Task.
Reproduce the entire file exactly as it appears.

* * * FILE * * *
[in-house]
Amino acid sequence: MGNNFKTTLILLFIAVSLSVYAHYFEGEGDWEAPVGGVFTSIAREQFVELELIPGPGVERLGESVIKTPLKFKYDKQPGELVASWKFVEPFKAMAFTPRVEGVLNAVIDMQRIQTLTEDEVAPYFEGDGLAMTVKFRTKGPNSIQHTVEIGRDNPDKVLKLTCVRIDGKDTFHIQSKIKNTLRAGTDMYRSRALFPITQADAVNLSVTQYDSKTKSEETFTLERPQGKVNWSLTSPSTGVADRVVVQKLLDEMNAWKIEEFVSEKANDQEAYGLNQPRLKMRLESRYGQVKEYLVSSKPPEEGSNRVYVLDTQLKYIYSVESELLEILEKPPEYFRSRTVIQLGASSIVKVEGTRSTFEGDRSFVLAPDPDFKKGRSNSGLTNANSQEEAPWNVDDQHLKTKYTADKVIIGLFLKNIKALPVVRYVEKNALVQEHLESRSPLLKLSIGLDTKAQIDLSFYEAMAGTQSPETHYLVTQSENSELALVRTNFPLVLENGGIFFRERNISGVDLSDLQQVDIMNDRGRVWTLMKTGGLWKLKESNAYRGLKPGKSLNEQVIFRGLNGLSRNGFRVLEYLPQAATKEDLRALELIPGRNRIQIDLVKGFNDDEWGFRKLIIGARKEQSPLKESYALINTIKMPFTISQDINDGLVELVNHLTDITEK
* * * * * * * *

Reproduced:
[in-house]
Amino acid sequence: MGNNFKTTLILLFIAVSLSVYAHYFEGEGDWEAPVGGVFTSIAREQFVELELIPGPGVERLGESVIKTPLKFKYDKQPGELVASWKFVEPFKAMAFTPRVEGVLNAVIDMQRIQTLTEDEVAPYFEGDGLAMTVKFRTKGPNSIQHTVEIGRDNPDKVLKLTCVRIDGKDTFHIQSKIKNTLRAGTDMYRSRALFPITQADAVNLSVTQYDSKTKSEETFTLERPQGKVNWSLTSPSTGVADRVVVQKLLDEMNAWKIEEFVSEKANDQEAYGLNQPRLKMRLESRYGQVKEYLVSSKPPEEGSNRVYVLDTQLKYIYSVESELLEILEKPPEYFRSRTVIQLGASSIVKVEGTRSTFEGDRSFVLAPDPDFKKGRSNSGLTNANSQEEAPWNVDDQHLKTKYTADKVIIGLFLKNIKALPVVRYVEKNALVQEHLESRSPLLKLSIGLDTKAQIDLSFYEAMAGTQSPETHYLVTQSENSELALVRTNFPLVLENGGIFFRERNISGVDLSDLQQVDIMNDRGRVWTLMKTGGLWKLKESNAYRGLKPGKSLNEQVIFRGLNGLSRNGFRVLEYLPQAATKEDLRALELIPGRNRIQIDLVKGFNDDEWGFRKLIIGARKEQSPLKESYALINTIKMPFTISQDINDGLVELVNHLTDITEK